Insults Fly as Trump-Pelosi Feud Escalates
U.S. President Donald Trump and House Speaker Nancy Pelosi are trading insults in an escalating feud that follows questions about whether he should face impeachment over past and current dealings.
Pelosi said Thursday that Trump wants opposition Democratic lawmakers to impeach him, but that the case has yet to be made to start a formal impeachment inquiry.
She said that several ongoing investigations being conducted by the Democrat-controlled House of Representatives "may take us to impeachment," but that currently "we are not at that place." Three dozen Democrats and a single Republican in the 435-member House have called for the start of impeachment proceedings, although even if the House were to impeach Trump, the Republican-controlled Senate is highly unlikely to remove him from office.
Pelosi said, however, impeachment is "what he wants us to do."
She said Democrats will "follow the facts" in collecting information about Trump's financial dealings, his 28-month presidency and the aftermath of special counsel Robert Mueller's investigation into Russian intrusion in the 2016 U.S. presidential and whether Trump tried to obstruct it.
Pelosi said she wishes Trump well, but that she thinks administration officials and his family need to have an "intervention" with him for the good of the country.
Trump responded by calling Pelosi "crazy Nancy" at a Thursday afternoon news conference at the White House.
As for himself, Trump declared, "I'm an extremely stable genius.''
Pelosi later tweeted, "When the 'extremely stable genius' starts acting more presidential, I'll be happy to work with him on infrastructure, trade and other issues."
The president also tweeted a Fox News video of Pelosi at her weekly meeting with reporters that had been edited to highlight stutters and mispronunciations. The video included the caption, "PELOSI STAMMERS THROUGH NEWS CONFERENCE," in all caps.
The White House attack on Pelosi escalated later in the day when Trump's personal lawyer, Rudy Giuliani, tweeted another doctored video of Pelosi. The footage had been slowed down in a manner that made Pelosi appear intoxicated and her speech impaired.
Pelosi's assessment of any move toward impeaching Trump came hours after the U.S. leader unleashed new attacks on congressional Democrats investigating him, contending they are "the do-nothing party!"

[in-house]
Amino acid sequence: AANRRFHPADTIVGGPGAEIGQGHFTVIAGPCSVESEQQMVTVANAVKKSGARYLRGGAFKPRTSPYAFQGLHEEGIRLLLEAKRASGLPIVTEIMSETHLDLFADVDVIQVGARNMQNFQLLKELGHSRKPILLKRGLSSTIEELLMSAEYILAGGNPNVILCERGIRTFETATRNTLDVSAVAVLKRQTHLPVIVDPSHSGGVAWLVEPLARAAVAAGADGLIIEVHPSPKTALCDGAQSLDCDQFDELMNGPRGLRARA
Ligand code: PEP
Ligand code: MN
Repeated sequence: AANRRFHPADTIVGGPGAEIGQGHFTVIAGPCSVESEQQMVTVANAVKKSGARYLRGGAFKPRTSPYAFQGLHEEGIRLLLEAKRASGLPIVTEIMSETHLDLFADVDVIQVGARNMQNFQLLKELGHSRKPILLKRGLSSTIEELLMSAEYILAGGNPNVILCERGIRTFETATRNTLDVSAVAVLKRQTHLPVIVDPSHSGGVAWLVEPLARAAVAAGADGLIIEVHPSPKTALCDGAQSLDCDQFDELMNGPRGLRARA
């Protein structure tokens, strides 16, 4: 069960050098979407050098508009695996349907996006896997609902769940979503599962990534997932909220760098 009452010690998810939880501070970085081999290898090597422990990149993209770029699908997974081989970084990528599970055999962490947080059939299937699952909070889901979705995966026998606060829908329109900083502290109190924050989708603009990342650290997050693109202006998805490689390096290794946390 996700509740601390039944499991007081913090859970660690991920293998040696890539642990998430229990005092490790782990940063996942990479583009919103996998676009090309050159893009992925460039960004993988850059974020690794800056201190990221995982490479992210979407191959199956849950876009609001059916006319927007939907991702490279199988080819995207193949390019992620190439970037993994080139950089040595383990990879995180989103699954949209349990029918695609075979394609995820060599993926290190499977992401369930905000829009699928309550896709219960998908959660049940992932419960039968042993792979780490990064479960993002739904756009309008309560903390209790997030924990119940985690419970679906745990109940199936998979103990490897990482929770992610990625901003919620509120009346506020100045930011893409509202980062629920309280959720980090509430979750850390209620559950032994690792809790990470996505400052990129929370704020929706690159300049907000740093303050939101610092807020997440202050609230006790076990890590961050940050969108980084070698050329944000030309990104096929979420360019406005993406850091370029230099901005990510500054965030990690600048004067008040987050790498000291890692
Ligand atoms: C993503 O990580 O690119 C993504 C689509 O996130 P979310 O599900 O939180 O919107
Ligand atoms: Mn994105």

"All they are geared up to do, six committees, is squander time, day after day, trying to find anything which will be bad for me," Trump said on Twitter a day after he abruptly walked out of a White House meeting with Pelosi and Senate Democratic leader Chuck Schumer about infrastructure spending. Trump, incensed by Pelosi's contention that he was "engaged in a cover-up," which she repeated Thursday, said he would not talk about policy issues with Democratic leaders as long as they continue their investigations.
"A pure fishing expedition like this never happened before, & it should never happen again!" Trump claimed, although Republican lawmakers in recent times often investigated Democrat Hillary Clinton, the former secretary of state Trump defeated in the 2016 election.
There was no indication that Democratic lawmakers would back off their investigations of Trump's finances related to his global business empire and the Mueller report. Mueller concluded that Trump had not colluded with Russia to help him win, but reached no decision on whether he obstructed justice. Subsequently, Attorney General William Barr and then-Deputy Attorney General Rod Rosenstein decided obstruction charges against Trump were not warranted.
Pelosi and Schumer both described Trump's walkout as a "temper tantrum." Schumer told MSNBC that he believes it occurred because Trump and his aides "were so ill-prepared and afraid to actually say how they pay for infrastructure — they were unable — that they looked for a way to back out."
On Thursday, Trump tweeted:
After walking out of the meeting Wednesday, Trump told reporters in the White House Rose Garden, "I don't do cover-ups."
He said investigations of him and engaging in government policy negotiations could not be conducted simultaneously.
Business, financial records
Trump continues to spar with congressional Democrats over access to his business and financial records from the years prior to his presidency when he was widely known as a New York real estate mogul.
Twice this week, federal judges have upheld congressional subpoenas for his records, at an accounting firm that handled some of his financial transactions and from Deutsche Bank, his primary lender for two decades, and Capital One Bank, where he keeps some of his money.
Meanwhile, the New York state legislature approved a measure that would authorize state tax officials to release his state tax returns to any of three congressional committees in Washington. Trump has appealed the ruling related to the accounting firm and is likely to appeal the bank information decision, as well.
Trump, unlike U.S. presidents for the past four decades, has declined to release his federal tax returns, and Treasury Secretary Steven Mnuchin has refused a congressional request for the last six years of Trump's returns.
With one exception, Trump has held Democrats at bay, for the moment, in their pursuit of information and public oversight.
Congressman Adam Schiff, chairman of the House Intelligence Committee, said Wednesday his panel has won an agreement from the Justice Department to turn over 12 categories of counterintelligence and foreign intelligence information that had been collected as part of Mueller's investigation.
The House Intelligence panel had subpoenaed the information, and Schiff said the subpoena "will remain in effect, and be enforced" if Justice fails "to comply with the full document request."